Kava kava, or simply kava, is a well-known shrub native to the islands of the Pacific. For thousands of years, indigenous populations have obtained a drink from the plant’s root which improves mood and encourages socialisation
. It was Captain James Cook who was the first Westerner to witness such use during his voyage to the South Pacific islands at the end of the 18th century, but it was only in 1990 that Commission E approved its use for conditions of stress, nervous anxiety and restlessness.
What are the main active principles in kava?
Strange as it may seem, we don’t yet know kava’s exact mechanism of action. In vitro and animal studies have revealed a number of effects (antispasmodic, muscle relaxant, analgesic, anticonvulsant and sedative), but kava doesn’t seem to act in the same way as the drugs which normally have these types of effect. It has been scientifically shown to have an effect on the limbic system, the area of the brain that controls emotions, and on the vagus nerve, a very important pathway of vegetative regulation (digestion, heart rate…).
We also know that it’s the resin, rich in kavalactones or dihydrokavalactones, which is responsible for its activity, as well as two little-explored alkaloids.
Tranquillising and sedative effect measured in clinical studies
Kava’s effects were demonstrated predominantly from the 1990s onwards, though herbalists were using the root from the 19th century. In 2003, the authors of an 11-study review concluded that kava extract is more effective than placebo at relieving nervous anxiety1
Two good-quality studies2-3
subsequently suggested that kava extracts may be as effective as the benzodiazepines commonly-prescribed for anxiety problems, such as oxazepam (Seresta), diazepam (Valium), and bromazepam (Lexomyl) … These same benzodiazepines are the subject of increased scrutiny because prolonged use brings with it a risk of pharmacological tolerance, psychological and physical dependency, as well as problems with alertness, ranging from simple drowsiness to deep sedation, with an increased risk of falls in elderly people.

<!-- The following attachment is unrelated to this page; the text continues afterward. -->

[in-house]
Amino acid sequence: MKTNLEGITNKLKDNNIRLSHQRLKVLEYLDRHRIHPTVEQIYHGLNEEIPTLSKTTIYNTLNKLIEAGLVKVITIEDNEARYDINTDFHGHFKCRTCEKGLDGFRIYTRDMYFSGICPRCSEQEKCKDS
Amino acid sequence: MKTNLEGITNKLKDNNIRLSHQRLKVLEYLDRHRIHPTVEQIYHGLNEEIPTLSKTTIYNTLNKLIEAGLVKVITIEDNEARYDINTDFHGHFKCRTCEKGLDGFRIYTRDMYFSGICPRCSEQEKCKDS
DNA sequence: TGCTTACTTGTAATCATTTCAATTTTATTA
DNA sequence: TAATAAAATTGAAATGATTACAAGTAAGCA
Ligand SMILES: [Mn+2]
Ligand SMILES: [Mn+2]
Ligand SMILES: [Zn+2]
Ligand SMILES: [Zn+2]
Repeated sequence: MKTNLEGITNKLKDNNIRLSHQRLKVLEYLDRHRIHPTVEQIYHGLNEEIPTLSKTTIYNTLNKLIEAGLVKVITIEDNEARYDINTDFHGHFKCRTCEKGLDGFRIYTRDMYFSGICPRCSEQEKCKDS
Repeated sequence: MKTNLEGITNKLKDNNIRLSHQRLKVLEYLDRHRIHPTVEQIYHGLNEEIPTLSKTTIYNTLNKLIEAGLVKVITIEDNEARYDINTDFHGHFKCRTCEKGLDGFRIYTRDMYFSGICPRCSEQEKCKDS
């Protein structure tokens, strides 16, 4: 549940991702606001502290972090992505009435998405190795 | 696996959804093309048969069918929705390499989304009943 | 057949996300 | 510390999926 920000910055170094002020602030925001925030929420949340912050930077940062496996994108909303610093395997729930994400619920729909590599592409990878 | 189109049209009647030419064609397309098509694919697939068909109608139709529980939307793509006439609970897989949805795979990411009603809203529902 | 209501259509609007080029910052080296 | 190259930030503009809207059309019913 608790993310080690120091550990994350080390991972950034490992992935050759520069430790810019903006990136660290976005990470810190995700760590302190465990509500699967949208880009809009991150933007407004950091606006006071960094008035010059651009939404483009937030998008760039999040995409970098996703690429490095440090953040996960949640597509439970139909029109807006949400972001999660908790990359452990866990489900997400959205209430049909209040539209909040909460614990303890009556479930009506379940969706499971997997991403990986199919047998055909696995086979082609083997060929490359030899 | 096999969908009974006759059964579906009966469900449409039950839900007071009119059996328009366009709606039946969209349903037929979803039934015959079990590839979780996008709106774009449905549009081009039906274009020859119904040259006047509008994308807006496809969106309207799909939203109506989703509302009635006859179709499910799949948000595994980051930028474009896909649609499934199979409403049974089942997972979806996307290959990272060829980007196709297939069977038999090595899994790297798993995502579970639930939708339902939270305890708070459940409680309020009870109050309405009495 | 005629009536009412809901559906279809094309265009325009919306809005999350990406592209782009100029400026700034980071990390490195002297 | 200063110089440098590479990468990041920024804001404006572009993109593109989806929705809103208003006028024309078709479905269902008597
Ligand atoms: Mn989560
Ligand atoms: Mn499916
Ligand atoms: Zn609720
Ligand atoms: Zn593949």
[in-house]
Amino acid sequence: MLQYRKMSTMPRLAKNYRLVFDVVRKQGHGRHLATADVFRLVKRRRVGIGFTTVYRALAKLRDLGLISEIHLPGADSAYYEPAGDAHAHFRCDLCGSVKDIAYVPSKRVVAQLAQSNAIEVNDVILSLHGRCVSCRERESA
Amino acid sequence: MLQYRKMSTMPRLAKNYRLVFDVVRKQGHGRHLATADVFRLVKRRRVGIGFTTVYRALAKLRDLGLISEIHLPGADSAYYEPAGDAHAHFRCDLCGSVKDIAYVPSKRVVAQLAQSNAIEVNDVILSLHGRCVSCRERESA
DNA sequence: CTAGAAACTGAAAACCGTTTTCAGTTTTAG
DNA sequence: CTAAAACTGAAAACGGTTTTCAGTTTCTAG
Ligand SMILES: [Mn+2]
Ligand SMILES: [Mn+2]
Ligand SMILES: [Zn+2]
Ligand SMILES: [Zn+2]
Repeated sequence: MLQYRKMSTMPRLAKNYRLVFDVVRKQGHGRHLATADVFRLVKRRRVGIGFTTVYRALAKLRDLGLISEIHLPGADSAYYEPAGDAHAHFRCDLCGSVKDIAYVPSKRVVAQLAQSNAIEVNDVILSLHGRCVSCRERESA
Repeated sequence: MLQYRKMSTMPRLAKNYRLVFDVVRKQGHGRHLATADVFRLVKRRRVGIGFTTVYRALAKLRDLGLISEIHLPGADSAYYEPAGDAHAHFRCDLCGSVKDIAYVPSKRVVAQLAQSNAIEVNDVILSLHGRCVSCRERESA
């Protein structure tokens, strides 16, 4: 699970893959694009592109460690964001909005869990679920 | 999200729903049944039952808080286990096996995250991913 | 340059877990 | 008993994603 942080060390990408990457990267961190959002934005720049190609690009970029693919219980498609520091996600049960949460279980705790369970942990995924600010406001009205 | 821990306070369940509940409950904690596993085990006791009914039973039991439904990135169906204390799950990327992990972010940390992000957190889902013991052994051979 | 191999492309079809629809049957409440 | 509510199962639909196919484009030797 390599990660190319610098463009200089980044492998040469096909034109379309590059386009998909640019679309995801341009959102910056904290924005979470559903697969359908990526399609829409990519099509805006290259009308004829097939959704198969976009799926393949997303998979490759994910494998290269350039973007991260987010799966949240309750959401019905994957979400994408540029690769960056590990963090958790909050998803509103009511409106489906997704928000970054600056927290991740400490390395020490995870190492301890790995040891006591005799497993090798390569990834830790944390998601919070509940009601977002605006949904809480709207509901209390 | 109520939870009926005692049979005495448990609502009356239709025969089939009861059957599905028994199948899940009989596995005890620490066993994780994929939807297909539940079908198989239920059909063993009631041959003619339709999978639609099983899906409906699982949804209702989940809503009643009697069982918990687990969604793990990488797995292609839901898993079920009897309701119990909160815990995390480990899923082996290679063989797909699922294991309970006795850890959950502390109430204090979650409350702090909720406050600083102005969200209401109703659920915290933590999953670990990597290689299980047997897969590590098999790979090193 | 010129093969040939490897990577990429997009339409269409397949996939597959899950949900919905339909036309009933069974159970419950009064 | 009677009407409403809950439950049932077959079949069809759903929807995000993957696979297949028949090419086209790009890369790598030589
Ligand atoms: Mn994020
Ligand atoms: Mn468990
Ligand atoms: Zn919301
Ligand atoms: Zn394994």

A study shows that kava causes none of the undesirable effects of benzodiazepines, especially the decline in cognitive abilities4
, the cumulative effects (they decrease or disappear when supplementation ceases), or the adverse impact on physiological sleep patterns. Ironically, another study suggests that kava could itself support withdrawal from benzodiazepines5
What are the potential uses?
These effects, measured in clinical studies conducted using sound methodology, explain why kava is used in various situations:
- To combat anxiety before giving a presentation, an important meeting, social contact, crucial professional gatherings, etc.
- To reduce compulsive behaviour and nervous restlessness.
- To help reduce insomnia (sedative).
- To help reduce certain psychosomatic symptoms linked to stress such as muscular tension or related spasms.
In view of its wide range of uses, we can see why kava is often used as a substitute for both anxiolytic drugs from the benzodiazepine group, and sometimes even for antidepressants, particularly those from the family of selective serotonin reuptake inhibitors (SSRIs).
It is nevertheless advisable to start with the lowest dose, increasing it gradually if required, and to limit continuous use to a maximum of three months. If using it for longer than four weeks, you should consult a health professional.
Do not take kava if you suffer from liver problems or have a history of it, if you take drugs that may have hepatoxic effects or if you regularly drink alcohol
1. Pittler MH, Ernst E. Kava extract for treating anxiety. Cochrane Database Syst Rev 2003;(1):CD003383.
2. Woelk H, Kapoula O, et al. [Treatment of patients suffering from anxiety- double-blind study: kava special extract versus benzodiazepines]. Z Allg Med 1993;69:271-277.
3. Boerner RJ, Sommer H, et al. Kava-Kava extract LI 150 is as effective as Opipramol and Buspirone in Generalised Anxiety Disorder--an 8-week randomized, double-blind multi-centre clinical trial in 129 out-patients. Phytomedicine 2003;10 Suppl 4:38-49.
4. Heinze HJ, Matzke M, Steitz J. Effects of oxazepam and an extract of kava roots (Piper methysticum) on event-related potentials in a word recognition task.Neuropsychobiology 1993;27(1):46-53.
5. Malsch U, Kieser M. Efficacy of kava-kava in the treatment of non-psychotic anxiety, following pretreatment with benzodiazepines.Psychopharmacology (Berl) 2001 Sep;157(3):277-83.